BootsnAll Travel Network



Puerto Cortez, Honduras: One last stop

dscn1473.JPG

Although it was possible to make it across to Guatemala in one day, it would have been a five bus plus one country change, way too much chance of some screw up and being inconvenienced, so I decided to take a stop at the port town of Puerto Cortez. Puerto Cortez is the largest and most important Honduran sea port. To me it was a big ass wall that stretched on for three “as far as the eye can see”. Actually, what it made me flash back to was Syria and the port town where I spent a couple of quality weeks eating great American diner food and watching tv. I had the same layout with a hotel that overlooked the port with another wall that went on forever with a sunset that dropped somewhere behind the white washed ten foot barrier. Since it was my last stop before heading over to Guatemala I decided to spend a couple of nights there soaking up the sketchy port town vibe and which allowed me to do some exploring. Now, the place was a port town, and like most port towns they were built essentially because of the port. I give this information because when you visit these places and as a tourist sometimes it is hard to connect on why a place built on the Caribbean actually has no access to the aforementioned sea. My free day I took a walk to the entry gates to take a photo of the wall, kind of another flash back to Israel/Palestine, just to give the perspective of what you get when you visit a working port town. It feels like a sort of beach apartheid (South Africa flashbacks), with a wall dividing you from the emerald waters of the Caribbean. I kind of stood there and looked down the wall as it extended basically as far as I could see. I figured it was some sort of mirage (kind of a flashback to hiking to the pyramids in Sudan), and that it couldn´t be that far, plus with my fatness, it would do some good to get some exercise, my other option was getting a snowcone and watching tv from bed. So I walked. I walked a long time. Finally after an entry way where I had seen some cars drive in from afar which I had misinterpreted as the end of the wall, I got another eyefull of wall as it kept on going for a second “as far as the eye can see”. That stretch finally ended at a gas station which I thought would be my gateway to the ocean, but turned out to be another “as far as the eye can see” wall that curved towards the ocean, but then straightened out again for another stretch “as far as the eye can see”. Finally, the wall veered to the right and ended at a river. Looking down the river I could see the ocean but it was still far away and there was still no access unless I lept and let the current take me out to it. Walking over the bridge there were a few restaurants right next to the bridge but not wanting to see the ocean but not have to buy a burger to see it, I kept going. There I met up with another wall, this time it was the property of the Honduran Navy. There wall was another “as far as the eye can see”, but this time with barbed wire. Finally though, the damn wall ended and it opened up to a nice grass covered beach with full access to the Caribbean ocean. Man, what a pain in the ass. I took a bus back to town, it was that far.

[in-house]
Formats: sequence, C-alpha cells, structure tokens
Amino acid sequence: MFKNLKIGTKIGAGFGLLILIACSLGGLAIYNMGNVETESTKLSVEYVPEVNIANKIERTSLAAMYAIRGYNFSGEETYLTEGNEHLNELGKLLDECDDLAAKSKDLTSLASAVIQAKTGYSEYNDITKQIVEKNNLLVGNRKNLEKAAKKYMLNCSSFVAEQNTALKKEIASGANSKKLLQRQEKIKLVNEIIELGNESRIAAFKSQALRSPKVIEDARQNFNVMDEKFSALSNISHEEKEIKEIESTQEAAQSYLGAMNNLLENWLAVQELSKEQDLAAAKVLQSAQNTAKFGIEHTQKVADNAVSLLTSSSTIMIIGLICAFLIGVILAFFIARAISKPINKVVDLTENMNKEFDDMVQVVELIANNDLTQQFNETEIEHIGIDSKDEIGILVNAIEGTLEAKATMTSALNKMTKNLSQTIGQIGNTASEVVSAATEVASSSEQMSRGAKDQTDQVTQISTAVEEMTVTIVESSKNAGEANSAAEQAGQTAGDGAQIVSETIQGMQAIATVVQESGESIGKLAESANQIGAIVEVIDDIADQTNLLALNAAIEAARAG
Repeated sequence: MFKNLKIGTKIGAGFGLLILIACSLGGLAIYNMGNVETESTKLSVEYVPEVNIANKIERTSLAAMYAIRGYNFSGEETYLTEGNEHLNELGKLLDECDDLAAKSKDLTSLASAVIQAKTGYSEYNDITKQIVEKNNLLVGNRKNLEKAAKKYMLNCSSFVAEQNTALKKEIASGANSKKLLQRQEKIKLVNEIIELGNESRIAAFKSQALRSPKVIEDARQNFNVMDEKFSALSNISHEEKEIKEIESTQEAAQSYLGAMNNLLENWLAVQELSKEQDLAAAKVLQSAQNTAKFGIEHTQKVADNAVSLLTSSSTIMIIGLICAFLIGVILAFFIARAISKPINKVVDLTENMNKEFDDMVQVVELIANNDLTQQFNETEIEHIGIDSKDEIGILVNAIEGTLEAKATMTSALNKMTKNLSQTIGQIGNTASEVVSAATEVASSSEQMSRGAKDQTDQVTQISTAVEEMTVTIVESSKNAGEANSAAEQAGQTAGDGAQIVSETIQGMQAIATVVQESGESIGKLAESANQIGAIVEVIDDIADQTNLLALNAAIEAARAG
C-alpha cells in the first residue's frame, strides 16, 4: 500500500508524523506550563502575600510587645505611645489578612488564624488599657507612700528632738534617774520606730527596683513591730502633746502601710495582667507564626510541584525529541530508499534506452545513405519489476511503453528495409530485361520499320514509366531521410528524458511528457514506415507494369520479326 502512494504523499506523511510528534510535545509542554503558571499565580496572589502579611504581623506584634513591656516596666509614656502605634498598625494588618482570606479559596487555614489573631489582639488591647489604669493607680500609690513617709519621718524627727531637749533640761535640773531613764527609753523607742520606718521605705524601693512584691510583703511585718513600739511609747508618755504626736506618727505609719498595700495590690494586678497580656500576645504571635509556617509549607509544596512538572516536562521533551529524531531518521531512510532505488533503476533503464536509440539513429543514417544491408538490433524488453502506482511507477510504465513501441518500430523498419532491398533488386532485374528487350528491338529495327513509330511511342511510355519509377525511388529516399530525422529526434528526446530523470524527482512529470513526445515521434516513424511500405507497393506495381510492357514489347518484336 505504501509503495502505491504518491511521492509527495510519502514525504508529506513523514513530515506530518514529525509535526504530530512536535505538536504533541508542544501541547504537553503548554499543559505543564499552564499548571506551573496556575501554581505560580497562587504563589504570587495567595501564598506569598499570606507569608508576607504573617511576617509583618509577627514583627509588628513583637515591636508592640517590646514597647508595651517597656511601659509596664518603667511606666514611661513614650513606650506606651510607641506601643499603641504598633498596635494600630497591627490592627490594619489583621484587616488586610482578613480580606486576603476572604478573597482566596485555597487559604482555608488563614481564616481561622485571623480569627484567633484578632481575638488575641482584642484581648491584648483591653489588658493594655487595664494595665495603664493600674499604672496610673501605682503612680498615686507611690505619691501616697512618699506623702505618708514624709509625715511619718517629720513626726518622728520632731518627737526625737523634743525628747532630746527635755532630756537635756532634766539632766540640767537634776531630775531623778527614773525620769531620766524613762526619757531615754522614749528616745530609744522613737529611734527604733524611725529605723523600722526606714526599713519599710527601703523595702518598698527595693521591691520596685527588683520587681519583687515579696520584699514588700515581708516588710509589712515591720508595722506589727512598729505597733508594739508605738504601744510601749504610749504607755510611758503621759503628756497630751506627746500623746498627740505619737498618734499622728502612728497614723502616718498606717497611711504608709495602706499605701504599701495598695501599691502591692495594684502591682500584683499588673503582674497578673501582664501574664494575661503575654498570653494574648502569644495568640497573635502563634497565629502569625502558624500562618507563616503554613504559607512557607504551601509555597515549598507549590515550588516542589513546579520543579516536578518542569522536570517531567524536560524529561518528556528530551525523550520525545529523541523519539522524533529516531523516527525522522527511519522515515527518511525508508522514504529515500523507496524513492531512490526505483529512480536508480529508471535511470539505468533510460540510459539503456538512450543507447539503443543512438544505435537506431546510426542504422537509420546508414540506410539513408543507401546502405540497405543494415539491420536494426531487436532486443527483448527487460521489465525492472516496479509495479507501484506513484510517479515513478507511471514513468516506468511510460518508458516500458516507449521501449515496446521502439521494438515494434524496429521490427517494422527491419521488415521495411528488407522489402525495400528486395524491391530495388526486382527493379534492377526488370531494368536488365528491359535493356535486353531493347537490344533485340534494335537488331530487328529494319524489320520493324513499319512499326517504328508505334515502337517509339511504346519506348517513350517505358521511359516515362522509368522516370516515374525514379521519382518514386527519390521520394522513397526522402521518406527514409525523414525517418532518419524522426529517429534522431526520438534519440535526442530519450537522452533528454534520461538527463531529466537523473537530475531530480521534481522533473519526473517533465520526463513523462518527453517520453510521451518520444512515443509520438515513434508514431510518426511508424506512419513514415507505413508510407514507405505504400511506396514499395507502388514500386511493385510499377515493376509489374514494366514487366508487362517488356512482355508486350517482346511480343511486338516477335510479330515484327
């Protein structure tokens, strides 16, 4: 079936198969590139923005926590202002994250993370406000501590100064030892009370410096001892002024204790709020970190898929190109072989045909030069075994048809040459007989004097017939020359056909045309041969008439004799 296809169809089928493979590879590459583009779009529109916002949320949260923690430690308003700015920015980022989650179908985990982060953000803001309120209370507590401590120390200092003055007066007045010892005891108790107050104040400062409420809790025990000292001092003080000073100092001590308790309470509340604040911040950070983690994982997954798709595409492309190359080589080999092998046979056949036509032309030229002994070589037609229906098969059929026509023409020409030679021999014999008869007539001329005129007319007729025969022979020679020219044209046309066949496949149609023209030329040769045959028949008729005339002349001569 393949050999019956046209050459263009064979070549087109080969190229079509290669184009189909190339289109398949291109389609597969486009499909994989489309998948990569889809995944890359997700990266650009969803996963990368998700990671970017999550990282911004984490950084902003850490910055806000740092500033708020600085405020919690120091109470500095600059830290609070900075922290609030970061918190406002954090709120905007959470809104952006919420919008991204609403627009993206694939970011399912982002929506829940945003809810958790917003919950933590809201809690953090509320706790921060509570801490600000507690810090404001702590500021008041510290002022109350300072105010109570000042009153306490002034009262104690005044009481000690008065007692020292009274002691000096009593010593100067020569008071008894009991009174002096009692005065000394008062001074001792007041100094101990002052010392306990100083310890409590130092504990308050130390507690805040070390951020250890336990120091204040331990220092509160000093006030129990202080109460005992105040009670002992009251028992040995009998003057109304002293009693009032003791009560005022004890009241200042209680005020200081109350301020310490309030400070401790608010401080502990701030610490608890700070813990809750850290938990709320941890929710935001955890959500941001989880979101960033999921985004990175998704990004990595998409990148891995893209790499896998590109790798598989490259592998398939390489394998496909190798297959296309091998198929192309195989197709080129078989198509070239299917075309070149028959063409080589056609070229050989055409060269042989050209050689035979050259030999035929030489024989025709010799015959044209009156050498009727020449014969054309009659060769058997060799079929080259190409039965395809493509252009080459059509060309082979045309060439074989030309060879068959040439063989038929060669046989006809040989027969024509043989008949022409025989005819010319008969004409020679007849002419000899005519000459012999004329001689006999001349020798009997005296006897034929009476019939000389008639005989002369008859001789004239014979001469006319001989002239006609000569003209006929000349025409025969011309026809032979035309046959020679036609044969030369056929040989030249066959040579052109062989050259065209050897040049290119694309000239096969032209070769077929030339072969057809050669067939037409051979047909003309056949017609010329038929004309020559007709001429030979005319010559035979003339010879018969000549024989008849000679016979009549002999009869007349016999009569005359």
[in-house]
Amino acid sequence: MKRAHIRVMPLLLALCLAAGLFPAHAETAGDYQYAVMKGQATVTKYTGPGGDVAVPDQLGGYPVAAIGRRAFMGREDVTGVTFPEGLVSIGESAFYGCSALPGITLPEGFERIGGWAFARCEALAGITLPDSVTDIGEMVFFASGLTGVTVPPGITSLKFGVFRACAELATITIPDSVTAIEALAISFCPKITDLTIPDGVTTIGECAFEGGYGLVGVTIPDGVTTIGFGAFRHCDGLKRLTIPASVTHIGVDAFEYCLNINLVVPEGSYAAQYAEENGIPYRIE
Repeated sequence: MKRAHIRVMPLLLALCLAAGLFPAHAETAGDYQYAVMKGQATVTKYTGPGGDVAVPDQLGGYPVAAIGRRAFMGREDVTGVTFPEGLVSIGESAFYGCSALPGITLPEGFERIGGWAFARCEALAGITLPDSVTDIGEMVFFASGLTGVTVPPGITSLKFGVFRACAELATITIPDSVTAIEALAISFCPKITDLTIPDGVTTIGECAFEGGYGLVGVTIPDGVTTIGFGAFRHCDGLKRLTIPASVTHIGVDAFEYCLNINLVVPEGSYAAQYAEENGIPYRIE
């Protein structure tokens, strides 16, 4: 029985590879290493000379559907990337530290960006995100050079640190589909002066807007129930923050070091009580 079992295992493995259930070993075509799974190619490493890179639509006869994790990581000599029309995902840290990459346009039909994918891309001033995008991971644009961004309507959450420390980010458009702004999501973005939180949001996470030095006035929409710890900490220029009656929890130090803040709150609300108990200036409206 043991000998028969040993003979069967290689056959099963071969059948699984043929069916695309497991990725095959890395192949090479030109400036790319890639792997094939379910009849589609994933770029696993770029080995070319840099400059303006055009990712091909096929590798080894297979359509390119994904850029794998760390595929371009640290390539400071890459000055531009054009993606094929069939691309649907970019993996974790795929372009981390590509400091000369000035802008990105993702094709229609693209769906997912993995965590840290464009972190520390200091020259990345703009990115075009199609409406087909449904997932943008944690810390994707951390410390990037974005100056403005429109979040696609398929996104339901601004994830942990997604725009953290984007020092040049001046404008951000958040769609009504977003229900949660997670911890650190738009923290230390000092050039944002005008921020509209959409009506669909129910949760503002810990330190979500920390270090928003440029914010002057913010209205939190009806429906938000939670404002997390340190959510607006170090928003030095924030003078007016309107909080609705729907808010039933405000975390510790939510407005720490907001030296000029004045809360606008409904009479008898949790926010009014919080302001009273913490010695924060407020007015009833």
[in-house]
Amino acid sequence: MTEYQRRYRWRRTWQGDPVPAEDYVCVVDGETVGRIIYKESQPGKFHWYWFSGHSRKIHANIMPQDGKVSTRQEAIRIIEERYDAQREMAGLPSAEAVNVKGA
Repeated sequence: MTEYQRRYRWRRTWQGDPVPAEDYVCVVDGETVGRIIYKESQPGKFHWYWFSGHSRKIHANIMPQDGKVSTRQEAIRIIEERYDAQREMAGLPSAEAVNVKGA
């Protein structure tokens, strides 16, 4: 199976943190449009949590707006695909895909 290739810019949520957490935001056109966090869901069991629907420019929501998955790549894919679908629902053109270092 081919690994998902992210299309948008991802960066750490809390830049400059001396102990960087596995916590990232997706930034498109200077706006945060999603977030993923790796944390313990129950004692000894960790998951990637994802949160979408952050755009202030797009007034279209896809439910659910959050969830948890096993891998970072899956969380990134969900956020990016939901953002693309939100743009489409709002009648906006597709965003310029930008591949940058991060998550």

Puerto Cortez wasn´t horrid, it was pretty much your usual Central American town with the usual central park. On a positive note, they had Pizza Hut, Wendy´s, and Burger King. No McDonalds though wtf. For some reason, I am not craving American fast food. One night I had my usual fried chicken and chips, but my final night as I stopped by the grocery store, there was a girl outside selling tamales. Now, in my family that is actually Christmas food as one of my imported Aunt Lucy brought tamales to our usually authentic Japanese Christmas/New Years feasts. Usually it was mochi making at the ranch but a day was also spent making tamales. Eating those for the first time in years was a treat although they are pretty sparse on the meat, but what do you expect for fifty cents.

dscn1472.JPG
The wall.

dscn1474.JPG
Finally the beach.

dscn1476.JPG
Sunday tamales.



Tags:

One response to “Puerto Cortez, Honduras: One last stop”

  1. Rob Osborn says:

    Just got back from Purerto late last week. Cool vibe there. It’s funny what we complain about though. I had a few hunger pangs for American grub but down there the fruit is better than I could buy in America with Bill Gates money. So, why should I care if American junk is on every corner when pineapple tastes better than ever. You can only it for so long though.

Leave a Reply

Your email address will not be published. Required fields are marked *